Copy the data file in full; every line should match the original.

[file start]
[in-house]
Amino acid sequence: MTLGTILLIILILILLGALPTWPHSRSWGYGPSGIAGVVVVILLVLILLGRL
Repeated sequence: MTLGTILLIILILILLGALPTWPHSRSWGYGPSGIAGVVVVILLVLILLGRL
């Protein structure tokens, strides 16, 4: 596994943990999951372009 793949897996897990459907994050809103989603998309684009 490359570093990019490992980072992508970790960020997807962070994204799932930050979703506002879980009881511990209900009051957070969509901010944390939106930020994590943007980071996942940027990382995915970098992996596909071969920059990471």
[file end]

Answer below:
[in-house]
Amino acid sequence: MTLGTILLIILILILLGALPTWPHSRSWGYGPSGIAGVVVVILLVLILLGRL
Repeated sequence: MTLGTILLIILILILLGALPTWPHSRSWGYGPSGIAGVVVVILLVLILLGRL
């Protein structure tokens, strides 16, 4: 596994943990999951372009 793949897996897990459907994050809103989603998309684009 490359570093990019490992980072992508970790960020997807962070994204799932930050979703506002879980009881511990209900009051957070969509901010944390939106930020994590943007980071996942940027990382995915970098992996596909071969920059990471």